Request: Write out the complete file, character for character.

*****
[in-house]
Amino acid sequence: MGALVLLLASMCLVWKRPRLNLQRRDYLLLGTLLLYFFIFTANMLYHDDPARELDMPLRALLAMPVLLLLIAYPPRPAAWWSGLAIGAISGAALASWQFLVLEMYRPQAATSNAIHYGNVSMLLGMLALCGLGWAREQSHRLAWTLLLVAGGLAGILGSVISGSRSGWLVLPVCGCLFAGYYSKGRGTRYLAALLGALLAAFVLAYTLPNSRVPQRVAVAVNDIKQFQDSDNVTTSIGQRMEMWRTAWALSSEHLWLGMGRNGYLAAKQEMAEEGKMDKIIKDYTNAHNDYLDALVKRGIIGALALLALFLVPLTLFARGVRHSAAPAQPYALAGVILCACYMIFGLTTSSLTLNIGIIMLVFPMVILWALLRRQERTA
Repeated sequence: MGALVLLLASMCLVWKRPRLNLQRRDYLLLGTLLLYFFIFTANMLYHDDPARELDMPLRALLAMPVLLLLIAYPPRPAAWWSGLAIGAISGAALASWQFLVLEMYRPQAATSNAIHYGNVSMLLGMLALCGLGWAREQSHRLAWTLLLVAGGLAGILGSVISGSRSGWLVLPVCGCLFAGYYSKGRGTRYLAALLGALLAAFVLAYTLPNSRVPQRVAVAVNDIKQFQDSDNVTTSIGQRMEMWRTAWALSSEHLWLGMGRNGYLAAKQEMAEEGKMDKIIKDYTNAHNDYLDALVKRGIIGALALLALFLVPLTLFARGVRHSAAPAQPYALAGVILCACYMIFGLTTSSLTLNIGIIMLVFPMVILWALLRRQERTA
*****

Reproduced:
[in-house]
Amino acid sequence: MGALVLLLASMCLVWKRPRLNLQRRDYLLLGTLLLYFFIFTANMLYHDDPARELDMPLRALLAMPVLLLLIAYPPRPAAWWSGLAIGAISGAALASWQFLVLEMYRPQAATSNAIHYGNVSMLLGMLALCGLGWAREQSHRLAWTLLLVAGGLAGILGSVISGSRSGWLVLPVCGCLFAGYYSKGRGTRYLAALLGALLAAFVLAYTLPNSRVPQRVAVAVNDIKQFQDSDNVTTSIGQRMEMWRTAWALSSEHLWLGMGRNGYLAAKQEMAEEGKMDKIIKDYTNAHNDYLDALVKRGIIGALALLALFLVPLTLFARGVRHSAAPAQPYALAGVILCACYMIFGLTTSSLTLNIGIIMLVFPMVILWALLRRQERTA
Repeated sequence: MGALVLLLASMCLVWKRPRLNLQRRDYLLLGTLLLYFFIFTANMLYHDDPARELDMPLRALLAMPVLLLLIAYPPRPAAWWSGLAIGAISGAALASWQFLVLEMYRPQAATSNAIHYGNVSMLLGMLALCGLGWAREQSHRLAWTLLLVAGGLAGILGSVISGSRSGWLVLPVCGCLFAGYYSKGRGTRYLAALLGALLAAFVLAYTLPNSRVPQRVAVAVNDIKQFQDSDNVTTSIGQRMEMWRTAWALSSEHLWLGMGRNGYLAAKQEMAEEGKMDKIIKDYTNAHNDYLDALVKRGIIGALALLALFLVPLTLFARGVRHSAAPAQPYALAGVILCACYMIFGLTTSSLTLNIGIIMLVFPMVILWALLRRQERTA